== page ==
Glogg + Parmesan-Rosemary Crackers = New Year’s Eve in the Making

rosemary and parmigiano crackers, stacked

My stepfather has a few tricks up his sleeve, two of which he breaks out every Christmas: cornbread stuffing and glogg. His stuffing deserves a separate post — it steals the show every year — but I imagine many of you are a little stuffinged out at the moment. Am I right?

Good, let’s focus on the glogg then. The word “glogg,” Scandinavian in origin, derives from a verb meaning “to glow” or “to warm,” which is just what this hot beverage is meant to do — warm you up, get you glowing. Coming from a land where the sun shines seldom in a long winter season, glogg is meant to work immediately, which is exactly what it does. In a sort of two-pronged attack, glogg enters the system: as vapors swirl off the hot liquid up into the nose making their way to the brain, the liquid itself — a mixture of red wine, port and brandy — pours through the blood stream. This is potent stuff. This is bone-warming, rosy-cheek inducing, party-starting stuff. It’s a beautiful thing.

In my family, it’s not Christmas without glogg. And this year, it won’t be New Year’s without glogg either. I need one more round before I start drafting my resolutions. Moreover, I need something to accompany these rosemary-parmesan crackers, my latest pre-dinner fix. I discovered these a few weeks ago when I needed to make something for a potluck hors d’oeuvres party. Never knowing what to bring to these sorts of events, I opened an old classic and soon found myself in a particularly enticing chapter: crackers.

Crackers. Why make homemade, you ask? Well, this isn’t the sort of cracker meant to be topped with cheese or pâté or any sort of party spread. This is both a cheese and a cracker in one entity meant to be enjoyed on its own. Topped with a teensy sprig of rosemary, these crackers, I worried, would be too pretty to eat. But that they were not. With both beer and wine drinkers alike, they were a hit. These salty discs beg to be washed down with a heartwarming libation, and in that sense become their own little party starters themselves. Hmmm, homemade crackers + glogg? This could be dangerous. Happy New Year everyone!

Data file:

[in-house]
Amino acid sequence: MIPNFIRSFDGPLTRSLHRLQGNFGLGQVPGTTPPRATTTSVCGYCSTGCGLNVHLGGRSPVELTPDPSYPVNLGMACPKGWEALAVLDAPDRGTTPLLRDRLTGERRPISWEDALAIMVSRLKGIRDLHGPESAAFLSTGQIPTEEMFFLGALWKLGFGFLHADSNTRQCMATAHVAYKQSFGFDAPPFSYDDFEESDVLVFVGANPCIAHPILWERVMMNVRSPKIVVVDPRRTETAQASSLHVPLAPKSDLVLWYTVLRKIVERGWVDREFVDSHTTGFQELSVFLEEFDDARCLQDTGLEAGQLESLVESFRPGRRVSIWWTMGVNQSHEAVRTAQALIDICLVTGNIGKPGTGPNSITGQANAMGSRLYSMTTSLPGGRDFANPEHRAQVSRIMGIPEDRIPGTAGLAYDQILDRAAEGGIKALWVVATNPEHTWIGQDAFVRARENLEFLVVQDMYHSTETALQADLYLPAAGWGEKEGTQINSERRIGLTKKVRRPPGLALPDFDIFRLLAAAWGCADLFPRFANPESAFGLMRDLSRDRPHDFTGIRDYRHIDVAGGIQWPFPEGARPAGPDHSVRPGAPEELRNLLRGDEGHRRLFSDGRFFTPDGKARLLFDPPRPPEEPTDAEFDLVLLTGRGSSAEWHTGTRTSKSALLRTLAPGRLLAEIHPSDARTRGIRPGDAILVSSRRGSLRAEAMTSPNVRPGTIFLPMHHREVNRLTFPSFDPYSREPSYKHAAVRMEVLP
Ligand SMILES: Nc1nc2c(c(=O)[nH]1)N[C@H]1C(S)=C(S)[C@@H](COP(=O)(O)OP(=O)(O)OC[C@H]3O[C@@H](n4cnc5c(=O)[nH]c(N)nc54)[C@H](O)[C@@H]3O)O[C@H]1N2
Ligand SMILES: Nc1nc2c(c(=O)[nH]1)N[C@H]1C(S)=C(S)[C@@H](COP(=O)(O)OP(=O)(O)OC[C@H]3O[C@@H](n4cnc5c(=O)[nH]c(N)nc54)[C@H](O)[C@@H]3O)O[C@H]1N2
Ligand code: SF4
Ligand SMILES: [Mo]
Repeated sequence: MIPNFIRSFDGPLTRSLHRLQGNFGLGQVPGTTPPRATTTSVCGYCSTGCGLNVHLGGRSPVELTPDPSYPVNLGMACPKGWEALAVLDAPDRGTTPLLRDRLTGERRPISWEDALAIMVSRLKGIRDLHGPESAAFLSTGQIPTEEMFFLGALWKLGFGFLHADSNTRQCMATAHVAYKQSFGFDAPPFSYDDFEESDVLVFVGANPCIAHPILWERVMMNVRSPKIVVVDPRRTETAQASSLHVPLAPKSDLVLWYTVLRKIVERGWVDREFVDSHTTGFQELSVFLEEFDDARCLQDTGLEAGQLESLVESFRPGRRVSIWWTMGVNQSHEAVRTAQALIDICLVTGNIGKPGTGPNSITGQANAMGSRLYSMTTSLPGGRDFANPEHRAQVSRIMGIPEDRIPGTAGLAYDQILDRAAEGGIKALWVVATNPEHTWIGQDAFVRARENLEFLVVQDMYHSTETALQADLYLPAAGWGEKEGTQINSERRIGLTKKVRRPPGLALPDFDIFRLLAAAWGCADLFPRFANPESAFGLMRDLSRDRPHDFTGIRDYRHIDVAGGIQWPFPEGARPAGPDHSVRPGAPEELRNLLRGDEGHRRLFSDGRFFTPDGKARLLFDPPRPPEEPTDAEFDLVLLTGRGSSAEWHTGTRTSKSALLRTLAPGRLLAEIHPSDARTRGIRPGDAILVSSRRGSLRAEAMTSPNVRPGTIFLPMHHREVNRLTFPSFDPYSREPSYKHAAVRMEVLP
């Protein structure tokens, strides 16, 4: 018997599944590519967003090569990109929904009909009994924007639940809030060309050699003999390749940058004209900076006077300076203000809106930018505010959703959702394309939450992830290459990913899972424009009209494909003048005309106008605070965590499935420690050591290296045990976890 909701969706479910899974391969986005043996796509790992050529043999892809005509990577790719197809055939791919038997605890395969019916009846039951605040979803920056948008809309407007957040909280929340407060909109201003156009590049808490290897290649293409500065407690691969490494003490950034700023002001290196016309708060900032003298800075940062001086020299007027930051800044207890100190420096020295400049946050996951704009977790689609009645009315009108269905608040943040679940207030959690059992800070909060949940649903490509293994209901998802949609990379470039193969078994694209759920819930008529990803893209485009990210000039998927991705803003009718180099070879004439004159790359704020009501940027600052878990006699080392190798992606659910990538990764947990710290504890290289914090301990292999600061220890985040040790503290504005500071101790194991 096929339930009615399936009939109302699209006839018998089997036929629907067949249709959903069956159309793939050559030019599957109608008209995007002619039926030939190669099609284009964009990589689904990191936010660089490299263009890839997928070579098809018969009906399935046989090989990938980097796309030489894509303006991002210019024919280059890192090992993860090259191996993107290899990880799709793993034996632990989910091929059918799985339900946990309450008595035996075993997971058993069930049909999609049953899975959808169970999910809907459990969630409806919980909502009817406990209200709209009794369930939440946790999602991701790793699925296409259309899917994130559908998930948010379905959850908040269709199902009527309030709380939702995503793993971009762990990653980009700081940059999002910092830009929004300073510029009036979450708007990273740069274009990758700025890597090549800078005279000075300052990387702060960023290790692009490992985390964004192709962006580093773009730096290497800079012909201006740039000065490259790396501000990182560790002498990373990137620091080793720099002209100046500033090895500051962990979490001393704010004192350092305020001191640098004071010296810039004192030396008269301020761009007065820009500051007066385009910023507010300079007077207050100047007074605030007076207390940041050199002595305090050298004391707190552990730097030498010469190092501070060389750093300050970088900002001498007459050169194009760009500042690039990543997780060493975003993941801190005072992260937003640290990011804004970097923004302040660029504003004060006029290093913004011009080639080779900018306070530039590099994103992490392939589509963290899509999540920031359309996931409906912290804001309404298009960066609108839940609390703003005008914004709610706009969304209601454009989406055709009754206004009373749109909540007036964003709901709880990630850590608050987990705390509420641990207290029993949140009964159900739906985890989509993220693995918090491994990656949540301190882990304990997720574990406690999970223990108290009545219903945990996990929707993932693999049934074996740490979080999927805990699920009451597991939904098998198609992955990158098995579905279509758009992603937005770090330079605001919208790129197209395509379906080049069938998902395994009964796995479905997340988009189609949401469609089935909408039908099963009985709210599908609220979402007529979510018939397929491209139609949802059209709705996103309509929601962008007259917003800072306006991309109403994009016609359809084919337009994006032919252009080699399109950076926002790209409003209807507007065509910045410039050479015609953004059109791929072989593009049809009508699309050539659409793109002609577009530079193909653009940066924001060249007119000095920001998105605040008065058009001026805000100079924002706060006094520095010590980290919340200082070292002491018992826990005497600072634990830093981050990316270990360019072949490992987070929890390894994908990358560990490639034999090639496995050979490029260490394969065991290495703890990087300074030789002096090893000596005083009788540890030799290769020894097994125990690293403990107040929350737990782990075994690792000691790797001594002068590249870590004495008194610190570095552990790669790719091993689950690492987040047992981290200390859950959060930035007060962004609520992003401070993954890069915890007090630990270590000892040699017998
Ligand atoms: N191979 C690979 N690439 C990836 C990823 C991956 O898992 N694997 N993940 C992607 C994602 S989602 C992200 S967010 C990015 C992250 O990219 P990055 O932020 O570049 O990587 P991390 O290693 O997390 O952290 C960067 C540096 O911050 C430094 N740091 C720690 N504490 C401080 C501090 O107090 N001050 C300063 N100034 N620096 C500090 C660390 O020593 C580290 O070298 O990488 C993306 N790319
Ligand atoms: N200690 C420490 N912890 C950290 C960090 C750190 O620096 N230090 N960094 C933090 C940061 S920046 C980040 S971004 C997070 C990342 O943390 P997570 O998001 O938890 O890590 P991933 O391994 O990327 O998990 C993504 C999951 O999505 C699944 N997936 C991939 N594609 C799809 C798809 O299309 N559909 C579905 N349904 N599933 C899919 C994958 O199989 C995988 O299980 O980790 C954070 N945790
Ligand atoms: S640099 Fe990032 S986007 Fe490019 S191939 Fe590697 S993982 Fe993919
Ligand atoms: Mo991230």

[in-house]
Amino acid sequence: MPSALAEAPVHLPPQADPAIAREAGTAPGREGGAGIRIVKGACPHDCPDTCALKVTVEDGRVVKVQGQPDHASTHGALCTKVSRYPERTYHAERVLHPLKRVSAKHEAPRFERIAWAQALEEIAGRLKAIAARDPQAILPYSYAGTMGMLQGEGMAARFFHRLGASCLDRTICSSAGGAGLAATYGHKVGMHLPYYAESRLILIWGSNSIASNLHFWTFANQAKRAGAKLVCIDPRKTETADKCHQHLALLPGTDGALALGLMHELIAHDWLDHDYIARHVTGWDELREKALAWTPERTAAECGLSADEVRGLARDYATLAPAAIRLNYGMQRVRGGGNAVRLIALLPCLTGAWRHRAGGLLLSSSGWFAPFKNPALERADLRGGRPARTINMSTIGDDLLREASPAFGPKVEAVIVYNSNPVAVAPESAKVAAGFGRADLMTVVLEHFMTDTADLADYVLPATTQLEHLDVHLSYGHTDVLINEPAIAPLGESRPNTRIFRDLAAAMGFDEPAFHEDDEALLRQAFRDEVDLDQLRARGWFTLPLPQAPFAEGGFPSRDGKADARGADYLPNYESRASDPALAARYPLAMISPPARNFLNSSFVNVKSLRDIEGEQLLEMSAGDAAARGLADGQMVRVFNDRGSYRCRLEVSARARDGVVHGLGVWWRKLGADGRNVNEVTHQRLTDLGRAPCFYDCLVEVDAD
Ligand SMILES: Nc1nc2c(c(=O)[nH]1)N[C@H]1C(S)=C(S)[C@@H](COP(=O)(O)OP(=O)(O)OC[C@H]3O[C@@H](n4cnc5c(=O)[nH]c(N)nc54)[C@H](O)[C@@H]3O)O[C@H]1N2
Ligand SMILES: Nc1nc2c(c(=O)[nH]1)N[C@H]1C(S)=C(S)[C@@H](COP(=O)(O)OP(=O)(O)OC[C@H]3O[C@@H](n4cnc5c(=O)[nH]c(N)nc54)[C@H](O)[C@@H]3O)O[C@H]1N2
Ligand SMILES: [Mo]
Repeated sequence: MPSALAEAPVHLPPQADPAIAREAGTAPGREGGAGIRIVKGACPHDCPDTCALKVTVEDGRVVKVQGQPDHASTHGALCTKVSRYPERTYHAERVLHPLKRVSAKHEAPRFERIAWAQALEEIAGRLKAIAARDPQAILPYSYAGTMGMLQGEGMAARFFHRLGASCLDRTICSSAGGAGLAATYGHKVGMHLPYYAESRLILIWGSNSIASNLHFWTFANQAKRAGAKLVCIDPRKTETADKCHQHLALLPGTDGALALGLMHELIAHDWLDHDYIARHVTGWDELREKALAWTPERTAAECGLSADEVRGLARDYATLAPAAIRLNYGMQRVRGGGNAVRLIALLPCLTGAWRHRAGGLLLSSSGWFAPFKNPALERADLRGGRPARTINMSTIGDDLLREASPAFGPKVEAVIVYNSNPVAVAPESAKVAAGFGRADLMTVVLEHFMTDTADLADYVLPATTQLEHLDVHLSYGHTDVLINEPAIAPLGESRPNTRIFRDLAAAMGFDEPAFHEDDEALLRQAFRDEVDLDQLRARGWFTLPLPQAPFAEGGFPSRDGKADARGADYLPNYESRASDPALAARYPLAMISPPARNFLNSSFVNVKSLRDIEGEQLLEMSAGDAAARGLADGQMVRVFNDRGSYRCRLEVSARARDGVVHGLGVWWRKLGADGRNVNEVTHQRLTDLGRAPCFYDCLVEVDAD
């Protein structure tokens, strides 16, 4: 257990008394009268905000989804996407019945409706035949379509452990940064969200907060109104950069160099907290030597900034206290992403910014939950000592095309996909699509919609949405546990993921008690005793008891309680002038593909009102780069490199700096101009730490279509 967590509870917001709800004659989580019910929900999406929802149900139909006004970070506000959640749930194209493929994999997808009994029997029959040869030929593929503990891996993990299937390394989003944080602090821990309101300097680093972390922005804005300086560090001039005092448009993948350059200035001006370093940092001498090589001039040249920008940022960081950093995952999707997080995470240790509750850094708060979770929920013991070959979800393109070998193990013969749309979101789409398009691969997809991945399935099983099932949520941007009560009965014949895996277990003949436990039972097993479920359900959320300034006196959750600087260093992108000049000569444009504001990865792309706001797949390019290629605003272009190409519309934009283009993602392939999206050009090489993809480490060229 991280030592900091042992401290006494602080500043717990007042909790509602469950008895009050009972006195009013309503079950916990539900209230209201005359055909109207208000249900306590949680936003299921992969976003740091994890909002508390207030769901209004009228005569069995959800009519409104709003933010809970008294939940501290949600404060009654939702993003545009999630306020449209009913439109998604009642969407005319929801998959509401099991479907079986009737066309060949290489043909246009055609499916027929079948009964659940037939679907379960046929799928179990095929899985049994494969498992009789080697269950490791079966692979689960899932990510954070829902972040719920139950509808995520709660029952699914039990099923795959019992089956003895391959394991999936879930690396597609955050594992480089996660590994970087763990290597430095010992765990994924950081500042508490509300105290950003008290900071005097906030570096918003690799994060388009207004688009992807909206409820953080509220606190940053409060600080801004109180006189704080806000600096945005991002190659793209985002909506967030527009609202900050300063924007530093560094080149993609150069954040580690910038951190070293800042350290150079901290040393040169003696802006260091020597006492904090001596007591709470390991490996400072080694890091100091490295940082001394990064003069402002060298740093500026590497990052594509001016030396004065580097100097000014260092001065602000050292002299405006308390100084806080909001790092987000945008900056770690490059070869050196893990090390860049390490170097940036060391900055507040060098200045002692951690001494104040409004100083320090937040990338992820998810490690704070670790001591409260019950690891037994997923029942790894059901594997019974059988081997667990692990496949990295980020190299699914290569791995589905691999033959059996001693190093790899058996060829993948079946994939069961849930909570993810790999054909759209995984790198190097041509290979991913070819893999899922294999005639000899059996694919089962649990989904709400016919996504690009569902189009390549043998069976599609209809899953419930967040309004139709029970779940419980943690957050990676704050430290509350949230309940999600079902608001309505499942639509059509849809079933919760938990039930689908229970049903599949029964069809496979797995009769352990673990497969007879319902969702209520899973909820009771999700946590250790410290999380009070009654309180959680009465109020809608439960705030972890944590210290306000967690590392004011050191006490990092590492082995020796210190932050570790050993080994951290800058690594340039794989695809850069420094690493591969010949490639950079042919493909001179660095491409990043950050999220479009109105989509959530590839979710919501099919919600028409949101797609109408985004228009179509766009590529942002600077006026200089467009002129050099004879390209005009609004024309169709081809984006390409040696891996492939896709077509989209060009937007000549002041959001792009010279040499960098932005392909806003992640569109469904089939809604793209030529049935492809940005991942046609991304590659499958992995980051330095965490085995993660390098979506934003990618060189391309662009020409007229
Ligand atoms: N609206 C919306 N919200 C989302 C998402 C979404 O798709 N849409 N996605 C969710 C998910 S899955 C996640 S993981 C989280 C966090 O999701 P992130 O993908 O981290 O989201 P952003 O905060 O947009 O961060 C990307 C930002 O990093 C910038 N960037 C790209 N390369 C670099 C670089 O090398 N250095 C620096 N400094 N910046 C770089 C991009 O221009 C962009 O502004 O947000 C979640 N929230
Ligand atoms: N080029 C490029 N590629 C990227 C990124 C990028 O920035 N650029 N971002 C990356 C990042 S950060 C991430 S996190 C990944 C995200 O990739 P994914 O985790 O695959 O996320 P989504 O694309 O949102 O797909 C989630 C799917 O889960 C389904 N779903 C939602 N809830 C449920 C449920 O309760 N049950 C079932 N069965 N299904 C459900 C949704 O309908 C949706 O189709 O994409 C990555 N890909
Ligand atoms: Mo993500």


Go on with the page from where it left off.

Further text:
glogg and parmesan rosemary crackers

cracker dough and rosemary

rosemary and parmigiano crackers

glogg ingredients

House and Garden's Drink Guide

“Aunt Betsy’s Favorite” (Glogg)
Source: House and Garden’s Drink Guide
Serves: 6 to 8

Note: My stepfather has adjusted the original recipe over the years so feel free to adjust to your liking as well.

1 bottle dry red wine (use a bottle you like, one you would drink on its own)
2 cups Tawny or Ruby Port (Chip uses Ruby)
1 cup brandy
8 to 16 tsp. sugar*
peel of 2 oranges
13 cloves
4 cinnamon sticks

*Chip adds 16 teaspoons (which is 5 tablespoons + 1 teaspoon) but start with 8 (which is 2 tablespoons + 2 teaspoons) and add more to taste.

Combine all ingredients in a heavy saucepan and heat slowly without allowing the mixture to reach simmering point. Pour into punch glasses.

Parmesan-Rosemary Crackers
Source: Martha Stewart’s Hors D’Oeuvres Handbook, also available online here
Yield = 20 crackers

**Notes: Plan Ahead! The cracker dough should chill in the fridge ideally for 24 hours — my dough basically just chilled overnight, but the recipe suggests 24 hours. If you forget to make this ahead of time, try popping the dough in the freezer for two to three hours.
Also: Bake these the day you serve them. They don’t keep well.

3/4 cup all-purpose flour
1 teaspoon coarse salt
Pinch of white pepper (didn’t have, so didn’t use)
2 teaspoons finely chopped fresh rosemary, plus extra sprigs for garnish
3 tablespoons chilled unsalted butter, cut into small pieces
1 cup finely grated (2 1/2 ounces) Parmigiano Reggiano cheese
5 tablespoons sour cream
1 large egg white, lightly beaten (optional — this is if you want to do the pretty rosemary garnish)